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If you just ordered a new Chrysler minivan, you could be waiting some time before you get it. No, it’s not due to a production delay, but instead due to a dispute with their trucking company.
Allied Systems Holdings, the carrier company that is responsible for taking vehicles out of the Windsor factory is in dispute with Chrysler over proposed wage cuts, when Allied workers were asking for a wage increase.
General Motors (GM) is in a similar dispute with Allied, but it has other resources to cover up the slack. Chrysler for the moment is placing vehicles in lots around the city of Windsor to keep the flow of vehicles on the production line. Chrysler currently produces 1500 minivans per-day out of the Windsor factory.
While Allied serves other Chrysler facilities also, this Atlanta-based company mainly serves their Windsor facility. “Chrysler can only move so many cars and park so many cars before they have an issue,” said Rick Laporte, president of Canadian Auto Workers Union Local 444. “If it isn’t resolved within in a certain length of time, I would suggest there is a possibility there to shut the Windsor Assembly plant down.”
Chrysler spokeswoman Katie Hepler wrote in an e-mail; “Allied was one of our carriers, not our only carrier, so the work is being done by others. Vehicles continue to be shipped to dealers, and we do not anticipate any disruptions in production as a result of this change.”
GM while also affected, is resorting to its other carriers and is paying dealers $60 per vehicle if they go pick up vehicles from distribution centers.
Perhaps Chrysler should now also look to explore other options.
[Source: Automotive News]
Back in 2004 Oprah Winfrey gave away 276 Pontiac G6s to her audience members. And like all things Oprah touches, it turned to gold – gold for Pontiac and General Motors anyway. Popularity of the car shot up overnight and now Volkswagen is hoping for a repeat performance as Oprah will reportedly give away two Routan minivans on an upcoming show.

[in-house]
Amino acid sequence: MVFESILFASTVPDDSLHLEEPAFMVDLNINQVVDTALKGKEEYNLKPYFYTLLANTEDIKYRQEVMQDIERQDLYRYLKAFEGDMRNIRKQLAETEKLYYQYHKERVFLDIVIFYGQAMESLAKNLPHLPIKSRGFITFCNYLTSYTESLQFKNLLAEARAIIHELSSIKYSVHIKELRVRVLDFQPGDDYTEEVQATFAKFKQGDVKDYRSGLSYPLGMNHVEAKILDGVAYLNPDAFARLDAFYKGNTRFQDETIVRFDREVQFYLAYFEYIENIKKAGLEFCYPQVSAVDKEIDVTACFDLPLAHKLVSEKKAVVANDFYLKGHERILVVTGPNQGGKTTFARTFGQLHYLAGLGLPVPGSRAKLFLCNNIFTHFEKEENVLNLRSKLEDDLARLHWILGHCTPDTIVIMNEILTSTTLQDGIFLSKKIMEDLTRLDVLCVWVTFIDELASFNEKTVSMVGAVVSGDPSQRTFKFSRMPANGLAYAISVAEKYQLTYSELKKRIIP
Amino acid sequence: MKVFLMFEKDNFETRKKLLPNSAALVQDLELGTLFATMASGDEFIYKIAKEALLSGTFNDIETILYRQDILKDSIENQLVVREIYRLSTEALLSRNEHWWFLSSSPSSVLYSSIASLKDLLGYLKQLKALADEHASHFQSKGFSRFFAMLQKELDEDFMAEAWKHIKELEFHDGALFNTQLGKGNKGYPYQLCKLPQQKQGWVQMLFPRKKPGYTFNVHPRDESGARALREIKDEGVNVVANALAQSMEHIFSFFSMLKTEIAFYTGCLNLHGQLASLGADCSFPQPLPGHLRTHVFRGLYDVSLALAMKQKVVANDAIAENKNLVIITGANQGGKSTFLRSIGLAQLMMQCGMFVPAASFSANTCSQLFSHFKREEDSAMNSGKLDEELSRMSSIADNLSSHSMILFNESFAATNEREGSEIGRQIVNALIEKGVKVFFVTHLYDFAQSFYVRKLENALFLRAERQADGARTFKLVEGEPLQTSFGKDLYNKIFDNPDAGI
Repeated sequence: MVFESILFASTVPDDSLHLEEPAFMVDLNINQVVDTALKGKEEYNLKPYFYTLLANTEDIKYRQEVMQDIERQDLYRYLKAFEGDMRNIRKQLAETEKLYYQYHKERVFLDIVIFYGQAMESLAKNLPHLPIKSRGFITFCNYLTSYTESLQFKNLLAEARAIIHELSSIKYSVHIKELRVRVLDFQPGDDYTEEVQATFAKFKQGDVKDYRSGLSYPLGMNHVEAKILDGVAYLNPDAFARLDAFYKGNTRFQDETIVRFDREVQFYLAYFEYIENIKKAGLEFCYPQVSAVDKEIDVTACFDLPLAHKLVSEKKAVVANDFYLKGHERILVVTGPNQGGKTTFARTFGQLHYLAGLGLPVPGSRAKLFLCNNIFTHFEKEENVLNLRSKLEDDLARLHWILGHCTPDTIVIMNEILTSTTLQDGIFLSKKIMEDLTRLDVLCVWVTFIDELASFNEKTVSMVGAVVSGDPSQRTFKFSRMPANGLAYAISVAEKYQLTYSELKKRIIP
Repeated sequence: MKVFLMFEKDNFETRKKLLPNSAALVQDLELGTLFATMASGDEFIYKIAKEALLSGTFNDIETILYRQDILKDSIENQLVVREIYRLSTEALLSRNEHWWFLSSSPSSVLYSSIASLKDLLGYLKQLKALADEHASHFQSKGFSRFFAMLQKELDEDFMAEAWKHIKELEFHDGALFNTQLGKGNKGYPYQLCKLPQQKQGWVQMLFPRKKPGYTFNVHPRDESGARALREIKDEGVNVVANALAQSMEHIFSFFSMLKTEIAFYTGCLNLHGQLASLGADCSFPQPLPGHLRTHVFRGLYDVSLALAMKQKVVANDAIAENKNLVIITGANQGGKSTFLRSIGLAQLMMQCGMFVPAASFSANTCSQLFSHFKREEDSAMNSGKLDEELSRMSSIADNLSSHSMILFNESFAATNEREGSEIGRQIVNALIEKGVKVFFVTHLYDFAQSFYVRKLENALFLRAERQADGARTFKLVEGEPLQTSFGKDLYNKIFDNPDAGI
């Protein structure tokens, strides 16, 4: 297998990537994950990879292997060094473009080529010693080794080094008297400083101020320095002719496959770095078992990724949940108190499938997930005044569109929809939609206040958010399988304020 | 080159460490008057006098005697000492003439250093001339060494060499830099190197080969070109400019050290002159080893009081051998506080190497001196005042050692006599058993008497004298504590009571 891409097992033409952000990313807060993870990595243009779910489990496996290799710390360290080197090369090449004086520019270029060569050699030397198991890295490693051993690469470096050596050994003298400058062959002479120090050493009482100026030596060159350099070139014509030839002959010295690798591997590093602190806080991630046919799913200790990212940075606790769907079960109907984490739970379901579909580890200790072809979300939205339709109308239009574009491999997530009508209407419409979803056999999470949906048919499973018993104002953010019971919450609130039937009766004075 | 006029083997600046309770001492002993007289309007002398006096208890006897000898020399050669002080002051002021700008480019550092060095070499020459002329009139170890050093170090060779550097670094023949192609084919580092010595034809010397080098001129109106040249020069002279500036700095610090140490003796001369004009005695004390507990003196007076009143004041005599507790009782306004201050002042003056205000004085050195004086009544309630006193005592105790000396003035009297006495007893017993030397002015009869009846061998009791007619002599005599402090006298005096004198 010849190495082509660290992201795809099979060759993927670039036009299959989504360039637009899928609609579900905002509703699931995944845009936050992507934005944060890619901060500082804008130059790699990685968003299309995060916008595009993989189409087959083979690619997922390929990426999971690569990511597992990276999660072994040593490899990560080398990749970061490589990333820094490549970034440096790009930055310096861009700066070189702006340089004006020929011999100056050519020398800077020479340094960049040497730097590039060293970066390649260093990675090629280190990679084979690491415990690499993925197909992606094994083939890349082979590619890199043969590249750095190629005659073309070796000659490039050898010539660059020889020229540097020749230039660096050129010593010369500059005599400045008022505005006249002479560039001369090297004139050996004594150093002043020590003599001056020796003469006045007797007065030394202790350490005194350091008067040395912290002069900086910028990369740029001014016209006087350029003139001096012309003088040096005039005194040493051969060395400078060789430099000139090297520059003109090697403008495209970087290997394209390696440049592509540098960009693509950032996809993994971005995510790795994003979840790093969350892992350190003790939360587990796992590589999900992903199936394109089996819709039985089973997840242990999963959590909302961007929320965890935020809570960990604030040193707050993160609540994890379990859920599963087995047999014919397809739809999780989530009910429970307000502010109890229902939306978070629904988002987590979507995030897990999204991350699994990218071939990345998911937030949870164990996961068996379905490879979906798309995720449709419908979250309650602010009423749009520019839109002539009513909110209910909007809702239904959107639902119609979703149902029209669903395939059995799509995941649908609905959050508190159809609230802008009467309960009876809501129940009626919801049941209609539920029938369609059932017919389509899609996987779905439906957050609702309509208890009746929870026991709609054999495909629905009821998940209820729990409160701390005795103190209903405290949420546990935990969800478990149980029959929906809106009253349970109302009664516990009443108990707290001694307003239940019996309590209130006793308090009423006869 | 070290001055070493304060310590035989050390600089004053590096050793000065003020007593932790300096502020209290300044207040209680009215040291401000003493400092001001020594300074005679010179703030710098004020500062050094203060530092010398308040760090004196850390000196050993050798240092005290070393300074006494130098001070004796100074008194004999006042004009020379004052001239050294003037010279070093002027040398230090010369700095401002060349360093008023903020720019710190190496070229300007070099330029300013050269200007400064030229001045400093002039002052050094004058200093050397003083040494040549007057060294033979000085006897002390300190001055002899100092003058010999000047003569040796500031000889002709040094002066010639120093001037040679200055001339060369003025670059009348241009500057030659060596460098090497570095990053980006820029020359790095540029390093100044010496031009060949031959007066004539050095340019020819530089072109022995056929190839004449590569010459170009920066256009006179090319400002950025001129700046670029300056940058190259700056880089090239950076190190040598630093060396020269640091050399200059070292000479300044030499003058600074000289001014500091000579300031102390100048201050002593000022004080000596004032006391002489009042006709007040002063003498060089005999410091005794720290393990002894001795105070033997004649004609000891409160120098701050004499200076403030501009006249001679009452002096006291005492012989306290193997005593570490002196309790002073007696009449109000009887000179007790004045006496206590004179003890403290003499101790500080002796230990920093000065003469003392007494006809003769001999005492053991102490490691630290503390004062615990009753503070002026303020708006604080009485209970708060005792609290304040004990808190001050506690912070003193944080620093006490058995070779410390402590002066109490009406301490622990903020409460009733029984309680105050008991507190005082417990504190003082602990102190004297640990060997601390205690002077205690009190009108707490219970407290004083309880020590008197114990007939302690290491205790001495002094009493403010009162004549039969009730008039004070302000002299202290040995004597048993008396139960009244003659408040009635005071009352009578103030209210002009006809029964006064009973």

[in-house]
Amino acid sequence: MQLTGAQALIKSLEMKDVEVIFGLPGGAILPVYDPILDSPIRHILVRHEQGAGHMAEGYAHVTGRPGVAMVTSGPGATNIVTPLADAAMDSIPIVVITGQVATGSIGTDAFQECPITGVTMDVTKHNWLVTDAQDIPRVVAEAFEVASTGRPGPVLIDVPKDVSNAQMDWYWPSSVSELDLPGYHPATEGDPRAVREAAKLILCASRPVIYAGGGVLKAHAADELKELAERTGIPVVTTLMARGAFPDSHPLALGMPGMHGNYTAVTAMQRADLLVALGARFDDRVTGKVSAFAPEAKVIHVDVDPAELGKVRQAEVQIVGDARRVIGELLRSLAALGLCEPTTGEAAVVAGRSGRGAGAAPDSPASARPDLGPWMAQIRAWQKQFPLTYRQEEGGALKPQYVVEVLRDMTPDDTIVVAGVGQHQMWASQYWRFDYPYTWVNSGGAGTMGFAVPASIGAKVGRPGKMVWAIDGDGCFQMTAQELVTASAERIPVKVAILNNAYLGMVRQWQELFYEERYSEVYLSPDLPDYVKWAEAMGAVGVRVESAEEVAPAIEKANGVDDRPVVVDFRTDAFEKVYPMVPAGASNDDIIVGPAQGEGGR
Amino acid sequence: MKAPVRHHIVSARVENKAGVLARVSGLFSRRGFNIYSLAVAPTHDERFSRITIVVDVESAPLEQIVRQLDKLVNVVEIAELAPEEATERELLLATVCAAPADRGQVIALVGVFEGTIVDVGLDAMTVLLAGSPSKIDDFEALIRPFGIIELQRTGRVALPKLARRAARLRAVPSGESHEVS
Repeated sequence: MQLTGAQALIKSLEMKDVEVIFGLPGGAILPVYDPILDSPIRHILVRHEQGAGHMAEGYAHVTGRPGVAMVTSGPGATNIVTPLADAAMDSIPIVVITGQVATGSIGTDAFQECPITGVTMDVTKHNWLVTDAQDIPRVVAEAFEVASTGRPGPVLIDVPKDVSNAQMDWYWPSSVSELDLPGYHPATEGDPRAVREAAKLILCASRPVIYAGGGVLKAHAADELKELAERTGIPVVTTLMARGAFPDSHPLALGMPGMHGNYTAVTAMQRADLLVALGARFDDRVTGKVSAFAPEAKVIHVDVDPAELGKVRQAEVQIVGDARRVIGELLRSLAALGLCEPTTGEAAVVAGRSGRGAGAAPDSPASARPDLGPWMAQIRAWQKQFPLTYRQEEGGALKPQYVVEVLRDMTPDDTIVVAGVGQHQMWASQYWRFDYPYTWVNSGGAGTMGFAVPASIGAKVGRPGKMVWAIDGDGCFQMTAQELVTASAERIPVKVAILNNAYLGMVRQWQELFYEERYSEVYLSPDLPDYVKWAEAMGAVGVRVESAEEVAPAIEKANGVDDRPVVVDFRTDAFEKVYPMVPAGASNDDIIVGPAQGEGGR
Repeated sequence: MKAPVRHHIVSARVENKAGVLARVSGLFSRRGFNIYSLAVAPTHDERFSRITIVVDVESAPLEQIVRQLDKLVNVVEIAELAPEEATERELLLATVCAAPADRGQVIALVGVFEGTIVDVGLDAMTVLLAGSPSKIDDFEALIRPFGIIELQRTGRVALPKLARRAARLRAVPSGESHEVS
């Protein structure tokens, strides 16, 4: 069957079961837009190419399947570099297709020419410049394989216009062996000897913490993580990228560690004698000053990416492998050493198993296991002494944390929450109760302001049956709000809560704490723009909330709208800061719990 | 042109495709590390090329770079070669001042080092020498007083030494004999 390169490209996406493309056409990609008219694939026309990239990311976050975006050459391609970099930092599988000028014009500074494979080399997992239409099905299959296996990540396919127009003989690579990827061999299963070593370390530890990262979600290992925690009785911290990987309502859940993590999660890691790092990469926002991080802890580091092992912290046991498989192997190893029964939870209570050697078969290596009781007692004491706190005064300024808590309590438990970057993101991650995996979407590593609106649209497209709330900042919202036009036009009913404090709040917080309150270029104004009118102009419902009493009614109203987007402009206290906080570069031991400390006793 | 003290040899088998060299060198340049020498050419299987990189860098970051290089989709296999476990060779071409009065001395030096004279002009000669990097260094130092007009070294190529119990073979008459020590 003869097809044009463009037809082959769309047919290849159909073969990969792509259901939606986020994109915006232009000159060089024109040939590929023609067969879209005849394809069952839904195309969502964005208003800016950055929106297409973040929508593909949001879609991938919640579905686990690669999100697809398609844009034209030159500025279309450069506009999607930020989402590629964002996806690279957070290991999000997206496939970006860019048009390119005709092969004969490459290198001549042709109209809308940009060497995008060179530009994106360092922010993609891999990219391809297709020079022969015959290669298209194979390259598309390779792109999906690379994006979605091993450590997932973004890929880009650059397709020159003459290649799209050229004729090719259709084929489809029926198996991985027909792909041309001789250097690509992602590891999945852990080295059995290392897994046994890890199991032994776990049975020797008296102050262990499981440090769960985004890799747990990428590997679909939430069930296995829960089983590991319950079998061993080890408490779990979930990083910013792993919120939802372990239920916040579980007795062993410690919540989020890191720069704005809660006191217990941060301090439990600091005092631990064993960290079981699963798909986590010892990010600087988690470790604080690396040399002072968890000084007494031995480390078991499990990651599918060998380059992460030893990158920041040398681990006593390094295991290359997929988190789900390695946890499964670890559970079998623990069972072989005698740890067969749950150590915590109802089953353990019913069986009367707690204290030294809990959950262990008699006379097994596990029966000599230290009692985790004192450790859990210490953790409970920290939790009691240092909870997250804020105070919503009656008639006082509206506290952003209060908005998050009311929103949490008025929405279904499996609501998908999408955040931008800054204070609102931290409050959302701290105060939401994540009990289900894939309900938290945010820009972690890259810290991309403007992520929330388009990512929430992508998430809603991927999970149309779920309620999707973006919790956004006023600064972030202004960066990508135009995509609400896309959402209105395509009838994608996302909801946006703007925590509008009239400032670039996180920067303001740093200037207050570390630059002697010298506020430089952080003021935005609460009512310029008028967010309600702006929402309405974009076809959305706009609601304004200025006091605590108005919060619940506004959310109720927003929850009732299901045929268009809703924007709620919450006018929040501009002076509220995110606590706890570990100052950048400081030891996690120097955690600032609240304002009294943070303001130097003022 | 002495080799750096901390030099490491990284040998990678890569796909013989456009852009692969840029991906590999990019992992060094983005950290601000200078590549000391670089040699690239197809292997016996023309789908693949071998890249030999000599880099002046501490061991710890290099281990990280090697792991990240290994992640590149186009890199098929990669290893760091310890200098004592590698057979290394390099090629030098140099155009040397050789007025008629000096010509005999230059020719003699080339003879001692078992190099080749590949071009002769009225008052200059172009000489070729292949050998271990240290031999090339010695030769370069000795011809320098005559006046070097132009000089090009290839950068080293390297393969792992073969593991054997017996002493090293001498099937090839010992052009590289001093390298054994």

While a Volkswagen model, the Routan is actually a Dodge Caravan/Chrysler Town & Country underneath and is built in North America at Chrysler’s Windsor, Ontario plant in Canada.
Routan sales haven’t been strong for Volkswagen as it struggles for market share in a segment that is seemingly past its prime and filled with strong and established competitors from Toyota and Honda – not to mention from Chrysler with its own version of the same vehicle.
In such a well-established vehicle segment, the Routan’s biggest problem seems to be awareness, but that will all change after millions of Americans hear Oprah say that word: Routan. Awareness for the Pontiac G6 reached 87 percent after the 2004 Oprah giveaway. The Pontiac G6 also because an immediate top search item on both Google and Yahoo. GM even said that unique visitors to the Pontiac website were six times the average in the weeks after that famous Oprah show.
Luckily for Volkswagen, meeting the surge in demand won’t be a problem as Chrysler jut announced it would not shutter its Windsor assembly plant, which had previously been on the chopping block.